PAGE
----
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Outcomes of multidisciplinary treatment for posterior cerebral artery aneurysms.

OBJECTIVE: Posterior cerebral artery (PCA) aneurysms are rare and often challenging to manage. Since Drake's historical report regarding PCA aneurysms, there has been limited additional information on recent advancements in either microsurgical or endovascular tools. We report a series of 25 consecutive cases and attempt to extrapolate useful information for managing PCA aneurysms.

METHODS: A total of 25 cases of PCA aneurysm that were treated either by microsurgical or endovascular methods were selected and retrospectively reviewed. The clinical data, radiographic findings, and outcomes associated with the treatment modality were analysed.

RESULTS: The case series included 13 women and 12 men with a mean age of 52 years, ranging from 11 to 75 years. Fourteen aneurysms were ruptured, 7 aneurysms caused a direct mass effect, and the remaining 4 aneurysms were found incidentally. Most aneurysms were located in the P1 through P2A segment of the PCA (19 aneurysms, 76%). Seven aneurysms (28%) were large-giant in size (>20 mm), 4 of which had a thrombosed sac. Microsurgical treatment was the primary treatment in 15 aneurysms, including 9 successful direct clip ligations, 3 aneurysms that were surgically trapped without a bypass, and 2 wrapped aneurysms. One giant thrombosed aneurysm was incompletely clipped; subsequently, the large remnant was coil-embolised. Endovascular coil embolisation was performed for 6 aneurysms, stent-assisted coil embolisation was performed for 2 aneurysms, and 2 aneurysms were treated by endovascular occlusion of the parent artery. Permanent deficits acquired after treatment included limb weakness, palsy of the third cranial nerve, and hemianopsia in 5 cases (20%). There was no mortality. Overall, 22 patients (88%) showed favourable clinical outcomes according to the modified Rankin Scale Score (≤2) at the mean clinical follow-up period of 43.2 months (range: 2-130 months).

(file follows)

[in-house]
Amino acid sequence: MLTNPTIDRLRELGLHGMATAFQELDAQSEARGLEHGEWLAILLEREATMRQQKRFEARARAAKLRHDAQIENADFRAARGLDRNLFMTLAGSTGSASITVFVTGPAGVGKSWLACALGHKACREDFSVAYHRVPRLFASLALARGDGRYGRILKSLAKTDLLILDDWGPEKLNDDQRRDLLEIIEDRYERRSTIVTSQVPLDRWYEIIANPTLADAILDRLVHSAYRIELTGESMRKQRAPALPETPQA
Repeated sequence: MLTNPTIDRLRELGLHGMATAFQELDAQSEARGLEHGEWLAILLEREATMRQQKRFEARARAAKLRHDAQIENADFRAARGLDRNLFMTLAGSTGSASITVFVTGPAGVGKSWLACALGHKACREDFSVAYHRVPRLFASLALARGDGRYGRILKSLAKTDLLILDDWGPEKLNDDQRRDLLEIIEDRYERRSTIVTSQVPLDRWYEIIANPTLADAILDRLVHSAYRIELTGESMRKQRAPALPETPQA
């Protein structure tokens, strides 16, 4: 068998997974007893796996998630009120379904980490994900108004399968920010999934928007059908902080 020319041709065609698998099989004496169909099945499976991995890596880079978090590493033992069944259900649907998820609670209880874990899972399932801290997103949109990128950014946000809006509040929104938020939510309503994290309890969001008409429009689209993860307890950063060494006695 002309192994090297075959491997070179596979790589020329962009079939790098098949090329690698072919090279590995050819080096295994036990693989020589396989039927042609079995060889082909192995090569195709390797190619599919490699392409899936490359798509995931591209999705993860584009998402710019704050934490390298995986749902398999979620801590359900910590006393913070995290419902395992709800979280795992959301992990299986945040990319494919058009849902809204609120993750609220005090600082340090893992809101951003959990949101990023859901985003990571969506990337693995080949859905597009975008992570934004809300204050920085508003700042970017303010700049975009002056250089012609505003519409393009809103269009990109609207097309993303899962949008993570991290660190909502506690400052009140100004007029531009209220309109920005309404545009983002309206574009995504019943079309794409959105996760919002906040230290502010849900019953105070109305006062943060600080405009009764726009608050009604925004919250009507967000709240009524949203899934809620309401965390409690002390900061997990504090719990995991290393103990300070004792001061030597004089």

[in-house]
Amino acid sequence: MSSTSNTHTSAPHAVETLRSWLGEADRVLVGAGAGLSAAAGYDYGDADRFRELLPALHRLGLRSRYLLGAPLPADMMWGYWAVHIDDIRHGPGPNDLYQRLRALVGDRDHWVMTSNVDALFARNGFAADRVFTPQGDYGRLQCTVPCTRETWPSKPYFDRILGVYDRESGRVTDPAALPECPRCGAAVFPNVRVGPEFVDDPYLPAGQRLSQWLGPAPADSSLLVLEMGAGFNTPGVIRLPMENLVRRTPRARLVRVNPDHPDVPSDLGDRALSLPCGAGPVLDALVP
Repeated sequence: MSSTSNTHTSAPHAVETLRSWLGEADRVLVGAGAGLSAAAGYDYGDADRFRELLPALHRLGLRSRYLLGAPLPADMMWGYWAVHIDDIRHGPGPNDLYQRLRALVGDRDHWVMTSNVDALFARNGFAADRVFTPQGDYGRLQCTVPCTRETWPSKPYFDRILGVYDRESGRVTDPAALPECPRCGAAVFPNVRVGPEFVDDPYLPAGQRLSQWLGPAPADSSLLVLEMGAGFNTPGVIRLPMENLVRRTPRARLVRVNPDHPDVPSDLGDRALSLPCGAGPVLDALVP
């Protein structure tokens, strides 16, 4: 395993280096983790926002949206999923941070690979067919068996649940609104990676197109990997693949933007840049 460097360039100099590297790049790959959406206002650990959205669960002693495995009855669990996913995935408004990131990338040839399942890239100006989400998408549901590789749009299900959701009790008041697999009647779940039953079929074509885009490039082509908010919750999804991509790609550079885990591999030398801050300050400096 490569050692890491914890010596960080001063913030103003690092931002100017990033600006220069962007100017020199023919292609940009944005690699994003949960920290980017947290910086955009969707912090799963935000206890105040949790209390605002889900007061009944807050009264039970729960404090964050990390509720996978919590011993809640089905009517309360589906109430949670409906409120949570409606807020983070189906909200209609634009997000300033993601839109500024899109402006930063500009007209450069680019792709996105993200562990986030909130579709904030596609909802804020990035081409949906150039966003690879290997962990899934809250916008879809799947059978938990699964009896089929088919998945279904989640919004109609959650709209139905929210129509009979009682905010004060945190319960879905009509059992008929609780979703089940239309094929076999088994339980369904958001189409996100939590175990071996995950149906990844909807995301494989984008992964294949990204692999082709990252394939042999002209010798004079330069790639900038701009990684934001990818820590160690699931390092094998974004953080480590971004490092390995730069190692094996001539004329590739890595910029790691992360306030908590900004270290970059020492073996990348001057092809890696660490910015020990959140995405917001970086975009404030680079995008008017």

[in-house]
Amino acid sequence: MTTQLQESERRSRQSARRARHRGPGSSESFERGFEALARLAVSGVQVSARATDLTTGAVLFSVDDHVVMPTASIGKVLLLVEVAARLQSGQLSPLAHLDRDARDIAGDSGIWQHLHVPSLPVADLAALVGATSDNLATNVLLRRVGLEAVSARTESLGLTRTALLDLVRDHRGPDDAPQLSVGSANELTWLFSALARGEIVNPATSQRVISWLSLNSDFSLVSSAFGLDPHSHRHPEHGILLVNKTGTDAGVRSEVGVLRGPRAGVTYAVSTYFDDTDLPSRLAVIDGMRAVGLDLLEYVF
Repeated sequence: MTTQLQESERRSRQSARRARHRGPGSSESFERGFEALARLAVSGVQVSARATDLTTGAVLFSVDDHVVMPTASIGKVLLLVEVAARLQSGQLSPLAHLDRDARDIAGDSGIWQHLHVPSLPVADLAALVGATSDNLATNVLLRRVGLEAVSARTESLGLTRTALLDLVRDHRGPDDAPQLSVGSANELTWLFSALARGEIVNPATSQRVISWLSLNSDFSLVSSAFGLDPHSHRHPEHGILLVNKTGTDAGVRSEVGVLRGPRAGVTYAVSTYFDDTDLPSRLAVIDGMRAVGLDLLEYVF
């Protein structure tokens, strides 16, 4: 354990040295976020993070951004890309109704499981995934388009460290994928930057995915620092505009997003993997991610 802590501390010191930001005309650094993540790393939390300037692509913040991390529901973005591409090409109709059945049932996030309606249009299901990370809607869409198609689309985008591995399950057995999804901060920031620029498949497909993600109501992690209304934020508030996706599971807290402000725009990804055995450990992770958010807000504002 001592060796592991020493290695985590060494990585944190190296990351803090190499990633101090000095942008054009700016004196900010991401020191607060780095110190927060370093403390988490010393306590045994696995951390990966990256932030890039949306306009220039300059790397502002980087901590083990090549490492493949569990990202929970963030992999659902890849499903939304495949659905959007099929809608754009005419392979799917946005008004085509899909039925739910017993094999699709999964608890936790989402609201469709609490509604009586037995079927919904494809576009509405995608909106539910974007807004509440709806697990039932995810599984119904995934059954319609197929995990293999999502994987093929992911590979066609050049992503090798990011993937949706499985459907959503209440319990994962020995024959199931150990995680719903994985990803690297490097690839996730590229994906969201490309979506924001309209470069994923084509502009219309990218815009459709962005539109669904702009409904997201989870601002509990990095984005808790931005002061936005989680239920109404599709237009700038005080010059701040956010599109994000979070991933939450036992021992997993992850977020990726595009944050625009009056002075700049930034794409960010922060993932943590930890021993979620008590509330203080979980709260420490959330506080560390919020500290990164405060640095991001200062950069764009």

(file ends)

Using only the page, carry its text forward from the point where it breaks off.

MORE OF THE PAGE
CONCLUSIONS: The present case series suggests that treating PCA aneurysms with microsurgical or endovascular options can achieve a comparable outcome when a judicious decision is made. Endovascular treatment had excellent anatomical and clinical outcomes for non-mass compressing, non-giant, saccular aneurysms. Given the propensity for the large-giant, dysplastic nature of PCA aneurysms to develop in younger patients, microsurgical competence should be maintained. Along with careful evaluation of the anatomic collaterals over the PCA territory, therapeutic parent artery sacrifice may be an appropriate option without adding bypass.

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